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Registry and autopsy studies of patients with COVID-19 have suggested that this infection is associated with arterial and venous thromboses in both critically and non–critically ill hospitalized patients, although the risk in outpatients is not defined. The pathophysiology underlying this clinical finding is not clear, but it may be related to both direct cytotoxic effects of the virus as well as host inflammation and coagulation abnormalities. Current guidelines suggest prophylaxis for hospitalized patients using low molecular–weight heparin or fondaparinux, and there are varying recommendations regarding post-discharge continuation. Diagnosis and treatment of thrombotic complications should be guided by clinical concern; no benefit has been observed with surveillance ultrasounds.
This article reviews the available data regarding arterial and venous thromboembolism in patients with COVID-19 and offers an algorithm for diagnostic approach, clinical management, and treatment. This is an area of active research, and ongoing findings are expected as the pandemic continues.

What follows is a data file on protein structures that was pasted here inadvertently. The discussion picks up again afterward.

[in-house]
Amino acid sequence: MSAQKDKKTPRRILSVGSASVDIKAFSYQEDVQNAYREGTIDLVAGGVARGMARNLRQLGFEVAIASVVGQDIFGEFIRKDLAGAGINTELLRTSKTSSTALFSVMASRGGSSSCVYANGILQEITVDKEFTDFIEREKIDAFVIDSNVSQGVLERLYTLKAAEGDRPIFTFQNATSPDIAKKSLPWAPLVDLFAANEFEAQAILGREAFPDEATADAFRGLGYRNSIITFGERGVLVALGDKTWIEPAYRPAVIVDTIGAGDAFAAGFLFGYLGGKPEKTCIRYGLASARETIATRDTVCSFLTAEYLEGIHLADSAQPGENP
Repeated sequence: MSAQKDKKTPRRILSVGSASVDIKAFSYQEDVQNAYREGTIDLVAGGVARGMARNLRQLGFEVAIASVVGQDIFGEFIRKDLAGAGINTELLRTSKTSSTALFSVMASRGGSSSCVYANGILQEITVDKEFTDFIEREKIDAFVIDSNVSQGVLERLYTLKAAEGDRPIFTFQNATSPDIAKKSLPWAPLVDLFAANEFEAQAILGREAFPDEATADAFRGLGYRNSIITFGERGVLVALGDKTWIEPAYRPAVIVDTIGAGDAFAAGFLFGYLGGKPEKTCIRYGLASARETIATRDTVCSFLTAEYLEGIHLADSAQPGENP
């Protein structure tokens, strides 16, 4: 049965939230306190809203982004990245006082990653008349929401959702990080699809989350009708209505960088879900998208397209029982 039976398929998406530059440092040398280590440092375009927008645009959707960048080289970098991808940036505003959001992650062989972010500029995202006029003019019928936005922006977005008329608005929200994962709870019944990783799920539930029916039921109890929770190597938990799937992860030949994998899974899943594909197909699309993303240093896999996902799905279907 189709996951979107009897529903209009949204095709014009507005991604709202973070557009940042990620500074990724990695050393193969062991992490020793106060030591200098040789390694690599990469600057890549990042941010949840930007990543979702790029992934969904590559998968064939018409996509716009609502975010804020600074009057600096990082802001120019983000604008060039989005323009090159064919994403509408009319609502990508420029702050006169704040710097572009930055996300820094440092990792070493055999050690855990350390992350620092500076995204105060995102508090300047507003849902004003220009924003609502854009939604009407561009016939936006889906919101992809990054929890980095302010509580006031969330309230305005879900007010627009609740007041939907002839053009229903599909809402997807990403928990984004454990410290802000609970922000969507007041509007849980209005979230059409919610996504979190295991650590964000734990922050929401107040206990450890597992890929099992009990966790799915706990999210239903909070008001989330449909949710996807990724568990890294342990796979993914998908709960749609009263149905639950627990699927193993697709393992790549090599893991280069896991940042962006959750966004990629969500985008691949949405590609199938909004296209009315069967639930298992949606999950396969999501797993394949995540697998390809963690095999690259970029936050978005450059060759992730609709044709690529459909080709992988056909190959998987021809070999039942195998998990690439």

– Amy S. Korwin, MD
This abstract is available on the publisher's site.
Severe acute respiratory syndrome coronavirus 2 (SARS-CoV-2) infection is associated with arterial and venous thrombotic complications. In a US registry of patients with coronavirus disease 2019 (COVID-19), thrombotic complications occurred in 2.6% of 229 non–critically ill hospitalized patients and in 35.3% of 170 hospitalized critically ill patients. The risk of thromboembolism in SARS-CoV-2 infection in nonhospitalized patients is unknown. Thrombotic complications include myocardial infarction (MI), ischemic stroke, and venous thromboembolism (VTE). Autopsy findings of microthrombi in multiple organ systems, including the lungs, heart, and kidneys, suggest that thrombosis may contribute to multisystem organ dysfunction in severe COVID-19.